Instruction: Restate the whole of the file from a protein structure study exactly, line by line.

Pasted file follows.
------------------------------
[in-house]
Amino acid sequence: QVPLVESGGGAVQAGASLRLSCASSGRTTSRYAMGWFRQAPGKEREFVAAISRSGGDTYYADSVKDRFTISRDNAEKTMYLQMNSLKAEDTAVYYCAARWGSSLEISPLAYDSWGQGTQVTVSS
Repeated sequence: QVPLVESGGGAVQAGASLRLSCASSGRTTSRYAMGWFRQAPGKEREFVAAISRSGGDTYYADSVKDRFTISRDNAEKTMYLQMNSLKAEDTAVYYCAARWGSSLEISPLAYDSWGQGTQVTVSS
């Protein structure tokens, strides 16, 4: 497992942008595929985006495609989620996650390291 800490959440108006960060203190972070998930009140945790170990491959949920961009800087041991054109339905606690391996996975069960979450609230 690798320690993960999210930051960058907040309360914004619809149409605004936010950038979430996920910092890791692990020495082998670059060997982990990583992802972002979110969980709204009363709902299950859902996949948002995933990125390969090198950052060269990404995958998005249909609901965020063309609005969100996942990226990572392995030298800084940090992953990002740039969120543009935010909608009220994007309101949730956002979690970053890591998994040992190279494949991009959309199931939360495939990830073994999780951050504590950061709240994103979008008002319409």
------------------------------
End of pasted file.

[in-house]
Amino acid sequence: QVPLVESGGGAVQAGASLRLSCASSGRTTSRYAMGWFRQAPGKEREFVAAISRSGGDTYYADSVKDRFTISRDNAEKTMYLQMNSLKAEDTAVYYCAARWGSSLEISPLAYDSWGQGTQVTVSS
Repeated sequence: QVPLVESGGGAVQAGASLRLSCASSGRTTSRYAMGWFRQAPGKEREFVAAISRSGGDTYYADSVKDRFTISRDNAEKTMYLQMNSLKAEDTAVYYCAARWGSSLEISPLAYDSWGQGTQVTVSS
């Protein structure tokens, strides 16, 4: 497992942008595929985006495609989620996650390291 800490959440108006960060203190972070998930009140945790170990491959949920961009800087041991054109339905606690391996996975069960979450609230 690798320690993960999210930051960058907040309360914004619809149409605004936010950038979430996920910092890791692990020495082998670059060997982990990583992802972002979110969980709204009363709902299950859902996949948002995933990125390969090198950052060269990404995958998005249909609901965020063309609005969100996942990226990572392995030298800084940090992953990002740039969120543009935010909608009220994007309101949730956002979690970053890591998994040992190279494949991009959309199931939360495939990830073994999780951050504590950061709240994103979008008002319409």